New ARCH research finds alarming ‘junk food’ consumption among young children in Nepal


In Nepal, unhealthy snack food and beverage products comprise nearly 25 percent of energy intake among children 12 to 23 months of age, new data shows.

Washington, DC (16 July, 2019) –A new study published today by the global health organization Helen Keller International (HKI) in the Journal of Nutrition reports that young children in Nepal are consuming unhealthy snack food and beverage products in alarming amounts—which may be contributing to undernutrition. The study, conducted by HKI’s Assessment and Research on Child Feeding project (ARCH), highlights the startling and significant consumption of unhealthy snack food and beverage products among children under 2 years of age and offers evidence of the negative consequences for their overall diet quality and for growth. With these new findings showing a relationship between unhealthy snack foods and undernutrition, this research challenges the assumption that childhood obesity is the main health risk associated with ‘junk food’ products.

The study is among the first of its kind to comprehensively assess the relationship between diets high in unhealthy snack food and beverage products and nutritional outcomes among young children in a low or middle-income country.

“We hope these findings sound the alarm for researchers and policymakers alike – there is a need for continued research on the role of snack food products in the health and development of nutritionally vulnerable children,” says Dr. Alissa M. Pries, principal investigator of the ARCH study. “Packaged snack food products – typically high in sugar and salt and low in micronutrients – are increasingly available across the globe. There is already growing global concern in the health community over the role of ‘junk foods’ or ‘ultra-processed foods’ in the obesity epidemic, but for young children in contexts where access to nutritious food is limited, this study signals that these foods may also be contributing to undernutrition.”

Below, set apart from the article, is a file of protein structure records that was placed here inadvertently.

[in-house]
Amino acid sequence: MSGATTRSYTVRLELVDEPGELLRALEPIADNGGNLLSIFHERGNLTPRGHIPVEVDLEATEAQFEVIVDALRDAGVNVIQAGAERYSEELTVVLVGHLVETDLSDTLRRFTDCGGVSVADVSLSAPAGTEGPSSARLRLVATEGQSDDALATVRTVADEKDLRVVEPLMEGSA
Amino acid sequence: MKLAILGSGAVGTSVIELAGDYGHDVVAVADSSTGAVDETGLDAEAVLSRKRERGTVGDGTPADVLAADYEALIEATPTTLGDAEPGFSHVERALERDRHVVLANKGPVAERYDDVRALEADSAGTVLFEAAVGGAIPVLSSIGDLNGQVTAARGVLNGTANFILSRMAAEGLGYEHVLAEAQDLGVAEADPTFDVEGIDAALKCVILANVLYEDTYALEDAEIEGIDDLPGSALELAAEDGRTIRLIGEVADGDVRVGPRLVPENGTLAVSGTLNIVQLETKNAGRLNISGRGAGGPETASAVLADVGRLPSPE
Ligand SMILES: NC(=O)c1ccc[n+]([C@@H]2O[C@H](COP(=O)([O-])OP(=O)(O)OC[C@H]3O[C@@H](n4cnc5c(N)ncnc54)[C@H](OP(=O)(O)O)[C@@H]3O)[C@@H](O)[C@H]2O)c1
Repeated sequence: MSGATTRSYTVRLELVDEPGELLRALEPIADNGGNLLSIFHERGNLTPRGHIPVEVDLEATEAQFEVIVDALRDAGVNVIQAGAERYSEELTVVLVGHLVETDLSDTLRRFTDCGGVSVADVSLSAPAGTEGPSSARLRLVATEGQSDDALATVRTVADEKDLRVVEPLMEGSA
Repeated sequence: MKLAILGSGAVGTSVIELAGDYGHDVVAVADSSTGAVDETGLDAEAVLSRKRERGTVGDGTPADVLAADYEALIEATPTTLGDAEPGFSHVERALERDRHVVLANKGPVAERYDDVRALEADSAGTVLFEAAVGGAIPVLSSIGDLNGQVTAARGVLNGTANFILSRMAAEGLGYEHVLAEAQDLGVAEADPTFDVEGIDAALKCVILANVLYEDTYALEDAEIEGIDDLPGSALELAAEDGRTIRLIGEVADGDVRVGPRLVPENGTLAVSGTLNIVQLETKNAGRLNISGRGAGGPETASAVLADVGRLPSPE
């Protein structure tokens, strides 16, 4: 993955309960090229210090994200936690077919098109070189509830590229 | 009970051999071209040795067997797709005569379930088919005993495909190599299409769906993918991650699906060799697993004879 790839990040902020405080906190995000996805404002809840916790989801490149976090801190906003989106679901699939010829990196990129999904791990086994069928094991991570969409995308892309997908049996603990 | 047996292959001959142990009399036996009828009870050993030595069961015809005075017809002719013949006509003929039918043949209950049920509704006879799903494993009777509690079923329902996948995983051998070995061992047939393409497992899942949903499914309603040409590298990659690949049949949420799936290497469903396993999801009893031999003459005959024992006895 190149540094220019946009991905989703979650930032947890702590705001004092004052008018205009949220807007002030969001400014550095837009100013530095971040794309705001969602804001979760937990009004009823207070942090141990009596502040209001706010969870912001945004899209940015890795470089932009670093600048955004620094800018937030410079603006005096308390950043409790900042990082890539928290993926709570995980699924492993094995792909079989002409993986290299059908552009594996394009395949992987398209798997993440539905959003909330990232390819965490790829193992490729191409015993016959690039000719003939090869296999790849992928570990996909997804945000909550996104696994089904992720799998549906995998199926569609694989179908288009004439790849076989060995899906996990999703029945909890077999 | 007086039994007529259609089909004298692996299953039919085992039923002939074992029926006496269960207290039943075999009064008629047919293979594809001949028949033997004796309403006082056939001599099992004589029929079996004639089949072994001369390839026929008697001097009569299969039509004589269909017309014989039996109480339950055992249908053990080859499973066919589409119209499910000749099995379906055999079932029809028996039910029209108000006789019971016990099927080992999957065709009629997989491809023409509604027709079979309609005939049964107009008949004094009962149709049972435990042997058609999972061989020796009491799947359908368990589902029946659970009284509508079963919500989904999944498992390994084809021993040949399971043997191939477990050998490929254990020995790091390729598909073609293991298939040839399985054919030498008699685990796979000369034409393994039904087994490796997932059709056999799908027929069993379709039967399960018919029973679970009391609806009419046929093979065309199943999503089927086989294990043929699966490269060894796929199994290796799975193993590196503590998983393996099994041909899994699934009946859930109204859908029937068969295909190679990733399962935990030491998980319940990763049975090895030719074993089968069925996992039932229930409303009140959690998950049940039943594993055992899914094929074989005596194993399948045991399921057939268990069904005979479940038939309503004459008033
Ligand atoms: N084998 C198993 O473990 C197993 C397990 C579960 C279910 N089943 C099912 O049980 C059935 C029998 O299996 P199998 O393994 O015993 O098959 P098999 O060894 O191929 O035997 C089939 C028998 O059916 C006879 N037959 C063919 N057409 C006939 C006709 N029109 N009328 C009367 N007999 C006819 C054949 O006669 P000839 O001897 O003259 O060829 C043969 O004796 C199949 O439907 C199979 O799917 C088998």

Conducted in Kathmandu Valley, Nepal in 2017, the ARCH study documented quantities of foods and beverages consumed by 745 children 12 to 23 months of age and found that nearly all children were consuming unhealthy snack foods and beverages. Children who were among the highest consumers received nearly 50 percent of their caloric intake from these foods and were shorter than other children their same age. These children also had lower consumption of nutrients critical for growth and development, including protein, calcium, iron, vitamin A, and zinc. Nearly all the unhealthy snack foods and beverages assessed in the study were commercially packaged products such as biscuits, instant noodles, candies, chocolates, and juice drinks.

Populations in many low- and middle-income countries are transitioning towards diets higher in added sugars, fats, and refined carbohydrates. Young children in these countries are increasingly consuming these foods—potentially displacing healthier, more nutritious foods and influencing their food preferences throughout childhood and possibly into adulthood.